The Harris Gemstone Collection
The Harris Gemstone Collection: Educational and Priceless
Pala International is pleased to have been selected by J. Richard Harris to offer The Harris Collection, a 173-stone collection assembled during twelve years. Pala offers the first two groups out of the recently acquired collection. From diamond, ruby, emerald, and sapphire, to brazilianite, diopside, and wulfenite, Harris amassed a collection fit for the connoisseur of precious stones and the inquisitive collector. See a list of the first two groups here.
The Harris Gemstone Collection
by J. Richard Harris
I was born and raised in Texas, which is rich in oil and gas but poor in gems and minerals. That’s the main reason I became a petroleum geologist and not a mining engineer.
With the exception of gem-quality blue topaz that occurs in the Llano Uplift country to the northwest of Austin—it’s the state gemstone—gem and mineral exploration in Texas is a disappointing business. Oil and gas exploration is not.
|A selection of seven of the 84 gemstones in this group. (Photo: Mia Dixon)|
In my work, I have had the opportunity to do jobs in about 85 countries over the past 50 years. During those trips, I routinely came across marvelous specimens of gems and minerals and, on July 9, 1971, I acquired my first faceted specimen—a 35.60-carat smoky cairngorm from Brazil for $17.50. I was hooked.
As a young geologist, I recognized the natural progression from petrology to mineralogy to crystallography and, finally, to gemology. Happily, it was a progression that mirrored my rising income over the years, and I continued to acquire gem and mineral specimens in Canada, where I now live, and during my international travel. On May 24, 1983, I acquired the last gemstone in The Harris Gemstone Collection, a beautiful 17.32-carat yellow sphalerite from Spain for $606.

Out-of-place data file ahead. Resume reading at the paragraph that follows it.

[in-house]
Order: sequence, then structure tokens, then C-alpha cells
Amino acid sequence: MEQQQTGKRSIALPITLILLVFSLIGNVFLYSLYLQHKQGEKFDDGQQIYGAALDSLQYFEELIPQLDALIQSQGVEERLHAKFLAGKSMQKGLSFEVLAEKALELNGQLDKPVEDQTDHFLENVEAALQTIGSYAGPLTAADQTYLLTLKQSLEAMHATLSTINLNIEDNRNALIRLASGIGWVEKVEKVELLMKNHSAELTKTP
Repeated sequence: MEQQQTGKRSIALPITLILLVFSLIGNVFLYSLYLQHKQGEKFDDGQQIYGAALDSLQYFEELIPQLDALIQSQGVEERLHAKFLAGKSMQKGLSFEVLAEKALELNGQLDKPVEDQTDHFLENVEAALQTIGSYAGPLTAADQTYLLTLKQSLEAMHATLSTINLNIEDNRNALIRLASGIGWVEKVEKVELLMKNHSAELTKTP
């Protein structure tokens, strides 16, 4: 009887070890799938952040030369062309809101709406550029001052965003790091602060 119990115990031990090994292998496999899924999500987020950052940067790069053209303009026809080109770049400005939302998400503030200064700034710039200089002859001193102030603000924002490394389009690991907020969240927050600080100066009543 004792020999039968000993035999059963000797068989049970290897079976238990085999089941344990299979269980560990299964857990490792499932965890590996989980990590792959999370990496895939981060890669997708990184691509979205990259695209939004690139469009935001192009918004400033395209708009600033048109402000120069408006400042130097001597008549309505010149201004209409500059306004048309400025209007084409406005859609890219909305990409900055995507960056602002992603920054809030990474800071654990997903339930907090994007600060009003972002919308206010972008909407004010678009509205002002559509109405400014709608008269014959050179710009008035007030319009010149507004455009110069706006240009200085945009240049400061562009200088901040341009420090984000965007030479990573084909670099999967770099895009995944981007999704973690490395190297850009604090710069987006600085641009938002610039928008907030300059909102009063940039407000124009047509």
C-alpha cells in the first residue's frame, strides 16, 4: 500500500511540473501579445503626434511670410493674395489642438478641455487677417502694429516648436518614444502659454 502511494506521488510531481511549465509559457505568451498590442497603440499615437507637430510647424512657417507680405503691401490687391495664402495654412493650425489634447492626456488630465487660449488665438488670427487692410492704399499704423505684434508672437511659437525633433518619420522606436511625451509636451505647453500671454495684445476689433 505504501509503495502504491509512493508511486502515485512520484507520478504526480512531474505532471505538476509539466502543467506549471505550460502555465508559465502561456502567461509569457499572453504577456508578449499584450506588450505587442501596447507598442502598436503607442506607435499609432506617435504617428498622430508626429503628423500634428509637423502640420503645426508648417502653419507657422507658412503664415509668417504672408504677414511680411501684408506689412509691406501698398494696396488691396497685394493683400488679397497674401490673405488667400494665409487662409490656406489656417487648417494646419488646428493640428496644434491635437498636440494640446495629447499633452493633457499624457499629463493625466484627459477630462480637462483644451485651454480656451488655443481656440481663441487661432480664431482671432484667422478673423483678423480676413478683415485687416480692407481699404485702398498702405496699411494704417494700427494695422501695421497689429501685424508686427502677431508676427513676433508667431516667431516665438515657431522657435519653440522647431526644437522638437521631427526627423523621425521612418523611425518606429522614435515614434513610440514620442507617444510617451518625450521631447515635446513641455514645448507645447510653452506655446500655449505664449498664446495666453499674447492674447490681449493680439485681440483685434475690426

Since 1983, and coincident with my increasingly busy oil and gas work, I have neither bought nor sold any of the specimens that I acquired in the 1971–1983 period, a period that predates much of the controversy today over undisclosed gemstone treatments. I stopped collecting—but I continued to study the stones in a small but well-equipped laboratory in my home. They did not sit idly by.
|Six from this group of 50 stones. (Photo: Mia Dixon)|
The 173 stones in The Harris Collection (originally 175 stones, but two jadeites could not be imported into the U.S. due to the new Burmese regulations) were not assembled with the intent to create a fashionable collection that one would display in public or ultimately donate to a museum. The eclectic stones in the collection run from benitoite up to alexandrite, chrysoberyl cat’s eye, and black opal, through yellow and brown diamonds, into tourmalines, sapphires, spinels, and ruby, and down to desert glass, axinite, and chloromelanite. The unusual, even bizarre, variety of gemstones was acquired to satisfy my life-long geological interest in all types of gems and minerals. It’s a collection for active study; not so much for static observation.
Since I am retiring, I have asked Bill Larson at Pala International to dispose of The Harris Collection. I hope he finds a good home for 173 lovely stones—some of which have been in my family for almost 40 years!
— June 2009, Calgary, Alberta, Canada